The Michigan Engineer News Center

EECS Researchers win Best Paper Award at ICCAD 2010

Their paper introduces new techniques that improve speed, solution quality, simplicity, and integration with other optimizations for global placement technology.| Short Read
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IMAGE:  Igor Markov, Dong-Jin Lee, and Myung-Chul Kim

CSE Associate Professor Igor Markov, along with EE Ph.D. students Myung-Chul Kim and Dong-Jin Lee, have won the IEEE/ACM William J. McCalla Best Paper Award at the 2010 International Conference on Computer-Aided Design (ICCAD), which took place November 7-11, 2010 in San Jose, CA. ICCAD is a top conference in the field of Electronic Design Automation.

In related news, Kim and Lee also tied for second place in the 2010 ICCAD CADathon.

Prof. Markov and his students have focused recent research efforts on the problem of positioning digital logic gates in multi-million-gate VLSI chips because this positioning impacts chip performance, power consumption and manufacturing costs.

Their paper, entitled “SimPL: An Effective Placement Algorithm,” introduces a new technique that improves on the shortcomings of current algorithms and tools for global placement in terms of speed, solution quality, simplicity and integration with other optimizations. SimPL also lends itself naturally to parallelism on multicore CPUs.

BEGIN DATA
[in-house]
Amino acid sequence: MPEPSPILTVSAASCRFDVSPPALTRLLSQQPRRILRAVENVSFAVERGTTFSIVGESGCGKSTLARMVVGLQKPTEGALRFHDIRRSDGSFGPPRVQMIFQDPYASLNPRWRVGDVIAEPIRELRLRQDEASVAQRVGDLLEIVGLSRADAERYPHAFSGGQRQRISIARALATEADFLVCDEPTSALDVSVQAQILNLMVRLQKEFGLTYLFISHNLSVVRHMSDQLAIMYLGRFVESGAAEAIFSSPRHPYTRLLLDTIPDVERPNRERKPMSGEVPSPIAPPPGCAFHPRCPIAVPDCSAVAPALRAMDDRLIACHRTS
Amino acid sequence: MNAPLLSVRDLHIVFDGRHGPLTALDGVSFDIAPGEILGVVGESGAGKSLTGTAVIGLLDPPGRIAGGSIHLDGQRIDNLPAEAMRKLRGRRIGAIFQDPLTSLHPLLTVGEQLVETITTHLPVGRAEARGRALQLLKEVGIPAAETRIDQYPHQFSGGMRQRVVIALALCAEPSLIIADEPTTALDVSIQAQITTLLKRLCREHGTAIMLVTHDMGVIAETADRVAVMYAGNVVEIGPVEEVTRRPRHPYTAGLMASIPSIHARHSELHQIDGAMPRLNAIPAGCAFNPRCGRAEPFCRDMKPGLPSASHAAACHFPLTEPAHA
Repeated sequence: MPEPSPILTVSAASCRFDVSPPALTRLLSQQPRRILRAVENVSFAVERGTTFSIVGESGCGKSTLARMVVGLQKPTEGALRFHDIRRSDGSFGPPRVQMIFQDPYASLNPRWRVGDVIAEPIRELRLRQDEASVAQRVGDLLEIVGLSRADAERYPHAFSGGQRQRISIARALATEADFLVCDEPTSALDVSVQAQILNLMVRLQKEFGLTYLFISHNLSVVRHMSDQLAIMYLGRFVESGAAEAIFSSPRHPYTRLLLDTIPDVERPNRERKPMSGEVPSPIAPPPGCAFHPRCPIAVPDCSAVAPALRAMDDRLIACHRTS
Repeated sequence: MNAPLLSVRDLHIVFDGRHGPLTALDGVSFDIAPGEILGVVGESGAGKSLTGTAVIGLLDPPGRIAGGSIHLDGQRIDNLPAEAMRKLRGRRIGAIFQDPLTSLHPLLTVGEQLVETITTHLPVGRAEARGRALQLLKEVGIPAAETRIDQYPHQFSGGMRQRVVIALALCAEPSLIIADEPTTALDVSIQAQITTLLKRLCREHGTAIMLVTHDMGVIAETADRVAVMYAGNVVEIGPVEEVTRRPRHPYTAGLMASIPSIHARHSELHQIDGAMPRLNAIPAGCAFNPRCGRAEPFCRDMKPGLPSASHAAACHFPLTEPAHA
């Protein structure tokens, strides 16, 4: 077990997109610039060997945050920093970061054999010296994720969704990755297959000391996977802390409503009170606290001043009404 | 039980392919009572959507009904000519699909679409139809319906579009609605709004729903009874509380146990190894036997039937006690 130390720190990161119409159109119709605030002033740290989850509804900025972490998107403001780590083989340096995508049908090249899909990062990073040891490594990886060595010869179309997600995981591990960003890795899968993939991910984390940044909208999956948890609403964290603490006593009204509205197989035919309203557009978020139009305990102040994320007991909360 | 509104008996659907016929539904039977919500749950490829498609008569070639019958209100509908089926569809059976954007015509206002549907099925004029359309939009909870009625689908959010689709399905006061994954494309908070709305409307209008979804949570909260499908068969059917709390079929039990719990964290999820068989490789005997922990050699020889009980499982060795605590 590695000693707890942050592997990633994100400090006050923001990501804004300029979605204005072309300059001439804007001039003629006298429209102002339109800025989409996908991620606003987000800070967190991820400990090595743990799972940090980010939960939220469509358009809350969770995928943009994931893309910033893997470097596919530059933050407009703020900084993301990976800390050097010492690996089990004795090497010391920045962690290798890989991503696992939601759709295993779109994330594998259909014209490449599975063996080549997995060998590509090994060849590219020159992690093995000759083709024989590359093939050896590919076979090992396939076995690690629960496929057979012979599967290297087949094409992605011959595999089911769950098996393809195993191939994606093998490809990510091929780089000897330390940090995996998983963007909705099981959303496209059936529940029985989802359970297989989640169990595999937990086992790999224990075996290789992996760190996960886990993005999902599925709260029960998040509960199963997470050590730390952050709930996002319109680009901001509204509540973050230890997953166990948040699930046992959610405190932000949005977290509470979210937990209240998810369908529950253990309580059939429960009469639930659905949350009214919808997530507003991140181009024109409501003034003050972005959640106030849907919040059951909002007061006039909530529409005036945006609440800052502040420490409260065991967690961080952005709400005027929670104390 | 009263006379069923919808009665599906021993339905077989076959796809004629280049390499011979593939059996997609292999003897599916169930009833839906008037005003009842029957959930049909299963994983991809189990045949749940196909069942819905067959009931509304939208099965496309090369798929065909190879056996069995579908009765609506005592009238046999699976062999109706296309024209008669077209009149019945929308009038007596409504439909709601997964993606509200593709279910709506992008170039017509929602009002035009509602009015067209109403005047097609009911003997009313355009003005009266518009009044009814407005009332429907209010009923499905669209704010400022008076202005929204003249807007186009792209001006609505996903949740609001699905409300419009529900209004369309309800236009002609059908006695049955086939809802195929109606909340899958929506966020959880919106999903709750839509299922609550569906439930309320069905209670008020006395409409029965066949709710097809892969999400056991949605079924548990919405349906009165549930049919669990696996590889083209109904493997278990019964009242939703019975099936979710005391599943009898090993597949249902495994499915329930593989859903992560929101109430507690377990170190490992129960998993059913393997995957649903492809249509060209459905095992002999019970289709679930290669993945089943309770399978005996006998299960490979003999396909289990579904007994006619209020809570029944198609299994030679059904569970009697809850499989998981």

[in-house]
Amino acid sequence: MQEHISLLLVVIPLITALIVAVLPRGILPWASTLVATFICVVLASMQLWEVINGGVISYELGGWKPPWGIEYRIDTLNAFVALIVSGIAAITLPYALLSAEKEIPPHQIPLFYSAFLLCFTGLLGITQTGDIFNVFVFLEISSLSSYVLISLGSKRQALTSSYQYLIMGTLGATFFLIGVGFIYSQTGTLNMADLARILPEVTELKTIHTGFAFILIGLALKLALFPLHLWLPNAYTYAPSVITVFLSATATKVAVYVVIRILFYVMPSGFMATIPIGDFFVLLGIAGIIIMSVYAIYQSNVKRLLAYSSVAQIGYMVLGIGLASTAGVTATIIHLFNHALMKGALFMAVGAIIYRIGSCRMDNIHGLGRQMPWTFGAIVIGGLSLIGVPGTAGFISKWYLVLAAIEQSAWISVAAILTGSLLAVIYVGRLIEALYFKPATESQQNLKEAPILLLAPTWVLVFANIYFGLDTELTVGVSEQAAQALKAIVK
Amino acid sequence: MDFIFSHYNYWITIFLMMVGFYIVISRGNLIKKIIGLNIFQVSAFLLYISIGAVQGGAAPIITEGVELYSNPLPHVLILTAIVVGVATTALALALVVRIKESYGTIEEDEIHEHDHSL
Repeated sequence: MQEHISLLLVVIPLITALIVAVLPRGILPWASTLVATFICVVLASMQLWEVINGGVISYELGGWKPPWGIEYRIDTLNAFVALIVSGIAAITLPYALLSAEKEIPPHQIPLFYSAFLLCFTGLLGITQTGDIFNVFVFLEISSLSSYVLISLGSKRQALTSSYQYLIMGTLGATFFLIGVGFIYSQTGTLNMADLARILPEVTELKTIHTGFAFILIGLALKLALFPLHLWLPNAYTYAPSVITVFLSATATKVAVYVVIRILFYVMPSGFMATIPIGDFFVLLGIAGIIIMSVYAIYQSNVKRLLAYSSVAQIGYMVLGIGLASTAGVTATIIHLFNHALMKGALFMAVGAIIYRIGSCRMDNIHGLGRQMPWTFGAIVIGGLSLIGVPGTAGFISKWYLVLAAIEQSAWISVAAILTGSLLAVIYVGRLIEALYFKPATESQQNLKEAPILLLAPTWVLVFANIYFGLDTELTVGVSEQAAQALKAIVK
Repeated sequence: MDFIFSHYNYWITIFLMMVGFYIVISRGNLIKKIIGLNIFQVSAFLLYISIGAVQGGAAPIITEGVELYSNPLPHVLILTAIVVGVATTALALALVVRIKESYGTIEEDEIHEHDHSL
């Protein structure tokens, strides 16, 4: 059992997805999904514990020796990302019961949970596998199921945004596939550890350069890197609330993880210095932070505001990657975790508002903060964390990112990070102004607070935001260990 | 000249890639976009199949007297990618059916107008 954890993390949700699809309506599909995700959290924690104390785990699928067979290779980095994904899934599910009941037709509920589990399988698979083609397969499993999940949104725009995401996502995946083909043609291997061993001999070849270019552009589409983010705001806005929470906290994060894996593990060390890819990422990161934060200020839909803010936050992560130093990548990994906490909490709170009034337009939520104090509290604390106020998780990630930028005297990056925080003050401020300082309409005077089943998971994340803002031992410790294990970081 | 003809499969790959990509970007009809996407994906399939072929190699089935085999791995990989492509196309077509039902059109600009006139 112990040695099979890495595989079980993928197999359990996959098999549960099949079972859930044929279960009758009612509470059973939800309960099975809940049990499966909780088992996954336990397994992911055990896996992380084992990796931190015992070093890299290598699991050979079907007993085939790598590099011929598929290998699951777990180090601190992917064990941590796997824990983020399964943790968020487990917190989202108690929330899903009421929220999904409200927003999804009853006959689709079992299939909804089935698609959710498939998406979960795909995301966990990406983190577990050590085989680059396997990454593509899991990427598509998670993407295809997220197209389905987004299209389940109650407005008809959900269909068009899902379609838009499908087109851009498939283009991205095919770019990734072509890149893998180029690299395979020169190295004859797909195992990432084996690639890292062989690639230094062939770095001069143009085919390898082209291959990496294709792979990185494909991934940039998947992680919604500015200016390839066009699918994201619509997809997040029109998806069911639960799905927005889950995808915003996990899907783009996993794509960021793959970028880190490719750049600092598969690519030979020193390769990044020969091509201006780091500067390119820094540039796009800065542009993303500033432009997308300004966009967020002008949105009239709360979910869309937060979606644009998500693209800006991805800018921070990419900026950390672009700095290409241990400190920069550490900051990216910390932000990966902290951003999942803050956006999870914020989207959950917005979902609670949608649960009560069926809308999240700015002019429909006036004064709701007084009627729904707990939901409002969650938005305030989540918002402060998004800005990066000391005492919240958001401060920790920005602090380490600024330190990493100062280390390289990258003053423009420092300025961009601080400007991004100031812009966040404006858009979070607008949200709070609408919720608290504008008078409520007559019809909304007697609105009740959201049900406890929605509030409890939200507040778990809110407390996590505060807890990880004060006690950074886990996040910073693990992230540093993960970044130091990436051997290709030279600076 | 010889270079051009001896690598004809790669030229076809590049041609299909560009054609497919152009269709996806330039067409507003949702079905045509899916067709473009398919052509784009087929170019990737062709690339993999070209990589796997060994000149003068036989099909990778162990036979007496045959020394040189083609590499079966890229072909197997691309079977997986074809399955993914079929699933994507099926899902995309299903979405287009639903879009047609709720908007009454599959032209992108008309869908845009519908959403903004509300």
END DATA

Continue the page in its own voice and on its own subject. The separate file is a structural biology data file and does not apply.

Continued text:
SimPL is a self-contained, force-directed algorithm for global placement that is easier to implement than existing techniques and fits better into timing-closure flows. It maintains lower-bound and upper-bound placements that converge to a final solution. The upper-bound placement is produced by a novel “rough legalization” algorithm. SimPL outperforms competing tools simultaneously in runtime and solution quality.

Prof. Markov researches computers that make computers. He is a member of the Executive Board of ACM SIGDA, Editorial Board member of the Communications of ACM, ACM TODAES, IEEE Transactions on Computers, IEEE Transactions on CAD, ACM J. of Emerging Technologies in Computing, as well as IEEE Design & Test. He has co-authored three books and more than 170 refereed publications.

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Portrait of Catharine June


Catharine June
ECE Communications and Marketing Manager

Electrical Engineering and Computer Science

(734) 936-2965

3301 EECS

The electrons absorb laser light and set up “momentum combs” (the hills) spanning the energy valleys within the material (the red line). When the electrons have an energy allowed by the quantum mechanical structure of the material—and also touch the edge of the valley—they emit light. This is why some teeth of the combs are bright and some are dark. By measuring the emitted light and precisely locating its source, the research mapped out the energy valleys in a 2D crystal of tungsten diselenide. Credit: Markus Borsch, Quantum Science Theory Lab, University of Michigan.

Mapping quantum structures with light to unlock their capabilities

Rather than installing new “2D” semiconductors in devices to see what they can do, this new method puts them through their paces with lasers and light detectors. | Medium Read